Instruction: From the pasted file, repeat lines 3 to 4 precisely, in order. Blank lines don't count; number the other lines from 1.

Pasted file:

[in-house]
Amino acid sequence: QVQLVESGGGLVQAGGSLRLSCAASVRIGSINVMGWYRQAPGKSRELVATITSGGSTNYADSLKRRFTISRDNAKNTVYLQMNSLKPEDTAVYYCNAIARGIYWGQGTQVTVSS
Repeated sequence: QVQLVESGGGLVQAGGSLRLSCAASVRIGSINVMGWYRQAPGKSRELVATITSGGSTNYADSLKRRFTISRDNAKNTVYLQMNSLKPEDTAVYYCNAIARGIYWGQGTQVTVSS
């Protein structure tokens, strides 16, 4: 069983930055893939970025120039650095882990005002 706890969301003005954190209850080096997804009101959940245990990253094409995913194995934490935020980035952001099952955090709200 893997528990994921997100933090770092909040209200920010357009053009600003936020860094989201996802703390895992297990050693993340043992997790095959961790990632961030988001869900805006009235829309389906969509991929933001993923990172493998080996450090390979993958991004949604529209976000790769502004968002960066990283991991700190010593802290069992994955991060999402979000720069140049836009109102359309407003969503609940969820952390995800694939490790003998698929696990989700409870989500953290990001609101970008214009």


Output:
Repeated sequence: QVQLVESGGGLVQAGGSLRLSCAASVRIGSINVMGWYRQAPGKSRELVATITSGGSTNYADSLKRRFTISRDNAKNTVYLQMNSLKPEDTAVYYCNAIARGIYWGQGTQVTVSS
């Protein structure tokens, strides 16, 4: 069983930055893939970025120039650095882990005002 706890969301003005954190209850080096997804009101959940245990990253094409995913194995934490935020980035952001099952955090709200 893997528990994921997100933090770092909040209200920010357009053009600003936020860094989201996802703390895992297990050693993340043992997790095959961790990632961030988001869900805006009235829309389906969509991929933001993923990172493998080996450090390979993958991004949604529209976000790769502004968002960066990283991991700190010593802290069992994955991060999402979000720069140049836009109102359309407003969503609940969820952390995800694939490790003998698929696990989700409870989500953290990001609101970008214009």